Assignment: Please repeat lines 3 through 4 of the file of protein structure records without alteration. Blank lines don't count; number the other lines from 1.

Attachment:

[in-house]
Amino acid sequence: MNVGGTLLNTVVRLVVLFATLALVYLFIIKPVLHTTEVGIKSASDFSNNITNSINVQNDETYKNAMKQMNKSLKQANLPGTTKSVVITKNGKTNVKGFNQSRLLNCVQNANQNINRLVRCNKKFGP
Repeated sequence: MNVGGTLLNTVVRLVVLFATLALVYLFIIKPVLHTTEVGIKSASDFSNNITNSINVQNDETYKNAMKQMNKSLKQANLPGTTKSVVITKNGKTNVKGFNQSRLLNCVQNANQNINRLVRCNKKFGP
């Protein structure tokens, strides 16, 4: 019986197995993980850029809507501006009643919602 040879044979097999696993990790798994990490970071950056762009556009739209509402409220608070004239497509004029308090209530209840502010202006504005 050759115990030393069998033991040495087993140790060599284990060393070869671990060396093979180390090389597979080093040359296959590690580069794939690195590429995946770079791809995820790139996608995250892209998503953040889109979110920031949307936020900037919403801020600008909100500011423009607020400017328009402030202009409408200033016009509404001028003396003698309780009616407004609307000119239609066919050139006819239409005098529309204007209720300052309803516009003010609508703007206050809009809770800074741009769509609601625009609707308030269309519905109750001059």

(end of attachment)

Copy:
Repeated sequence: MNVGGTLLNTVVRLVVLFATLALVYLFIIKPVLHTTEVGIKSASDFSNNITNSINVQNDETYKNAMKQMNKSLKQANLPGTTKSVVITKNGKTNVKGFNQSRLLNCVQNANQNINRLVRCNKKFGP
């Protein structure tokens, strides 16, 4: 019986197995993980850029809507501006009643919602 040879044979097999696993990790798994990490970071950056762009556009739209509402409220608070004239497509004029308090209530209840502010202006504005 050759115990030393069998033991040495087993140790060599284990060393070869671990060396093979180390090389597979080093040359296959590690580069794939690195590429995946770079791809995820790139996608995250892209998503953040889109979110920031949307936020900037919403801020600008909100500011423009607020400017328009402030202009409408200033016009509404001028003396003698309780009616407004609307000119239609066919050139006819239409005098529309204007209720300052309803516009003010609508703007206050809009809770800074741009769509609601625009609707308030269309519905109750001059």